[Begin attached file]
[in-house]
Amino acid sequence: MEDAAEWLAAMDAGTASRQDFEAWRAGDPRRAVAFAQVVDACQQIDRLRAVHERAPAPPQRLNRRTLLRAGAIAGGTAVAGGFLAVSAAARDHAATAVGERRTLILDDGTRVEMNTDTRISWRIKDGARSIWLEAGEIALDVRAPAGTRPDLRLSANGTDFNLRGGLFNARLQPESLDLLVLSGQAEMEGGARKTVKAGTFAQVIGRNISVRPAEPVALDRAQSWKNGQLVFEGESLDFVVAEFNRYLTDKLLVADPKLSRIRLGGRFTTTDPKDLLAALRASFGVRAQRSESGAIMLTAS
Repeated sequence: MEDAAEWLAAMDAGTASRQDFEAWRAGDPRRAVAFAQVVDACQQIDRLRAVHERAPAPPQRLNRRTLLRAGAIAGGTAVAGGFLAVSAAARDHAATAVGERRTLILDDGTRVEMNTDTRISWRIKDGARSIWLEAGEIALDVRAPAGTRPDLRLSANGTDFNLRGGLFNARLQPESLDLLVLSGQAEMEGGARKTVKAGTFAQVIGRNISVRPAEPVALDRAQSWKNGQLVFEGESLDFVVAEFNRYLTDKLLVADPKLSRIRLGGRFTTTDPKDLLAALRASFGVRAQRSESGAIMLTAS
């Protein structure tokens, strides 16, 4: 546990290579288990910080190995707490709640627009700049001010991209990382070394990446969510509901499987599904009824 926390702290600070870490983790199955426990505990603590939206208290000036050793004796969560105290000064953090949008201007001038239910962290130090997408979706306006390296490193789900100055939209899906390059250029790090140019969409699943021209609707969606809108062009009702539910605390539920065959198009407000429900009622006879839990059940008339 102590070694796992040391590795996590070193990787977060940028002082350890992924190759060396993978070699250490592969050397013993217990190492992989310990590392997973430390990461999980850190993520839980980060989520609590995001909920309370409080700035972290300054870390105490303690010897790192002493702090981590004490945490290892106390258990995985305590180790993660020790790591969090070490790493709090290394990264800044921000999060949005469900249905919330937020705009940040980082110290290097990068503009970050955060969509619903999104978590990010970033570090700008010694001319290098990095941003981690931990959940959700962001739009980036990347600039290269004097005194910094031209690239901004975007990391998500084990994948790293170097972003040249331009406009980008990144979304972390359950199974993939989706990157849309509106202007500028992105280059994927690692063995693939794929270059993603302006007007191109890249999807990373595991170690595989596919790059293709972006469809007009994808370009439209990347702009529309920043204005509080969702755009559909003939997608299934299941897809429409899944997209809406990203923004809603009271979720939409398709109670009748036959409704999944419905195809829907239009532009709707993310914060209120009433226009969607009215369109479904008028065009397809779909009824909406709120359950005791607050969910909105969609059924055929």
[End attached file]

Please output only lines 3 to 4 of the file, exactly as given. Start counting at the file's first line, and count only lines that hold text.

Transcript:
Repeated sequence: MEDAAEWLAAMDAGTASRQDFEAWRAGDPRRAVAFAQVVDACQQIDRLRAVHERAPAPPQRLNRRTLLRAGAIAGGTAVAGGFLAVSAAARDHAATAVGERRTLILDDGTRVEMNTDTRISWRIKDGARSIWLEAGEIALDVRAPAGTRPDLRLSANGTDFNLRGGLFNARLQPESLDLLVLSGQAEMEGGARKTVKAGTFAQVIGRNISVRPAEPVALDRAQSWKNGQLVFEGESLDFVVAEFNRYLTDKLLVADPKLSRIRLGGRFTTTDPKDLLAALRASFGVRAQRSESGAIMLTAS
């Protein structure tokens, strides 16, 4: 546990290579288990910080190995707490709640627009700049001010991209990382070394990446969510509901499987599904009824 926390702290600070870490983790199955426990505990603590939206208290000036050793004796969560105290000064953090949008201007001038239910962290130090997408979706306006390296490193789900100055939209899906390059250029790090140019969409699943021209609707969606809108062009009702539910605390539920065959198009407000429900009622006879839990059940008339 102590070694796992040391590795996590070193990787977060940028002082350890992924190759060396993978070699250490592969050397013993217990190492992989310990590392997973430390990461999980850190993520839980980060989520609590995001909920309370409080700035972290300054870390105490303690010897790192002493702090981590004490945490290892106390258990995985305590180790993660020790790591969090070490790493709090290394990264800044921000999060949005469900249905919330937020705009940040980082110290290097990068503009970050955060969509619903999104978590990010970033570090700008010694001319290098990095941003981690931990959940959700962001739009980036990347600039290269004097005194910094031209690239901004975007990391998500084990994948790293170097972003040249331009406009980008990144979304972390359950199974993939989706990157849309509106202007500028992105280059994927690692063995693939794929270059993603302006007007191109890249999807990373595991170690595989596919790059293709972006469809007009994808370009439209990347702009529309920043204005509080969702755009559909003939997608299934299941897809429409899944997209809406990203923004809603009271979720939409398709109670009748036959409704999944419905195809829907239009532009709707993310914060209120009433226009969607009215369109479904008028065009397809779909009824909406709120359950005791607050969910909105969609059924055929």